Business as usual a low priority for fundraising charities, survey finds

A survey of 100 charities by the Institute of Fundraising finds that more than half see innovation and finding new methods as priorities

Fundraising For Impact
Fundraising For Impact

Just 35 per cent of charities say their fundraising focus is on business as usual, according to an Institute of Fundraising survey of 100 charities.

The Fundraising For Impact report, compiled by the IoF and the accountancy firm PwC, says charities need to be adaptive and resilient in response to political and economic uncertainty – and many charities seem to be aware of this.

The survey, which looked at small, medium and large charities found that more than half of them (53 per cent) said they had made innovation and finding new fundraising methods a key priority, and 63 per cent named improving their relationships with existing supporters.

Eighty-seven per cent said investing in exploring new fundraising activities was important or very important to them.

"The backdrop of disruption looks set to continue, with political and economic uncertainty continuing, public expectations changing and digital technology transforming what’s possible," the report says. "Charities need to be adaptive and resilient in response."

But the report adds that the way charities reach and engage with supporters is changing.

"It seems that fundraising charities have taken a view that business as usual may not be a sustainable approach and embarked on a journey to take on new approaches and embrace a culture of change," it says.

Almost three quarters (74 per cent) of charities said their investment in new fundraising activities and programmes or growing existing programmes had increased in the past three years.

Among the challenges the charities identified, the most common were uncertainty about the economy and donors’ disposable income, named by 79 per cent of respondents, and the increased costs of carrying out fundraising activity, cited by 70 per cent.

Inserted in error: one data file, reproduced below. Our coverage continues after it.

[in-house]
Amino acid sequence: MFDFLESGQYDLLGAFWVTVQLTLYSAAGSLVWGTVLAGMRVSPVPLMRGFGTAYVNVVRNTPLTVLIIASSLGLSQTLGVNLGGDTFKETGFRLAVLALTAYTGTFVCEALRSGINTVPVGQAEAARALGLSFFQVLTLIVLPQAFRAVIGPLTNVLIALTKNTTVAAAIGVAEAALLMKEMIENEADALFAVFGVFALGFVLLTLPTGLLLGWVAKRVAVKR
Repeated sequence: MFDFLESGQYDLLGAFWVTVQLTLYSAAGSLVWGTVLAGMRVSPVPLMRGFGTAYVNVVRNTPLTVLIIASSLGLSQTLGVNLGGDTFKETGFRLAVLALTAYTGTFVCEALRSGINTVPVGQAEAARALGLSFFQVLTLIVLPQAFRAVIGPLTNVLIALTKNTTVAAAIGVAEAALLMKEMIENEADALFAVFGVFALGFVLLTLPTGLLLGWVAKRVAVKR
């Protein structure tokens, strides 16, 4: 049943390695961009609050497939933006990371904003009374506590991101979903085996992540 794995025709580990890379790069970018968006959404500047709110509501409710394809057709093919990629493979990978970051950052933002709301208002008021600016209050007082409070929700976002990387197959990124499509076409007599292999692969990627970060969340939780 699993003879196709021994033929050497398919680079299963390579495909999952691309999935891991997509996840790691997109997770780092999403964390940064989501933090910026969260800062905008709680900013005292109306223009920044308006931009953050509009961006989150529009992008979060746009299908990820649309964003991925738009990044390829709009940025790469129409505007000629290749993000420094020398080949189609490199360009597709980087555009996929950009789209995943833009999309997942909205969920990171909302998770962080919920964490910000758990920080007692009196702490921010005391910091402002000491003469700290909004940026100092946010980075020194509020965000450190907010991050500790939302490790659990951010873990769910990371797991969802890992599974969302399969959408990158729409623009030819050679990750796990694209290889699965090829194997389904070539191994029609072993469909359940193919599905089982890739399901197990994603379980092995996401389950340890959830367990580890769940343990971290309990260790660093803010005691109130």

Eighty-six per cent of charities said the costs of compliance had increased over the past three years, and 83 per cent said workforce costs had increased.

But despite concerns about the future, 74 per cent of charities said they believed there would be growth of 10 per cent or more in individual giving over the next three years and 75 per cent thought there would be an increase in digital engagement, although the report points out this could be because the existing level of digital giving is low so there is big potential for growth.

Peter Lewis, chief executive of the Institute of Fundraising, said: "Fundraisers know that the success of fundraising goes beyond the pound that is donated: it is about the relationships that are created between the cause, the charity and the supporters that will deliver long-term success.

"Increased costs and economic uncertainty lead to a challenging environment, but I’m pleased to see that more charities are putting in place strong foundations and building blocks that will deliver for their causes into the future."

Aidan Sutton, partner and head of charities at PwC, said he was heartened by the sense of positivity and optimism from respondents.

"Improving the experience of existing supporters and attracting new ones are, quite rightly, seen as key priorities, and building deep, authentic relationships will be at the heart of this," he said.

"Focusing on creating a great supporter experience means a shift in mindset away from a traditional measure of financial return on investment and towards a return on experience."

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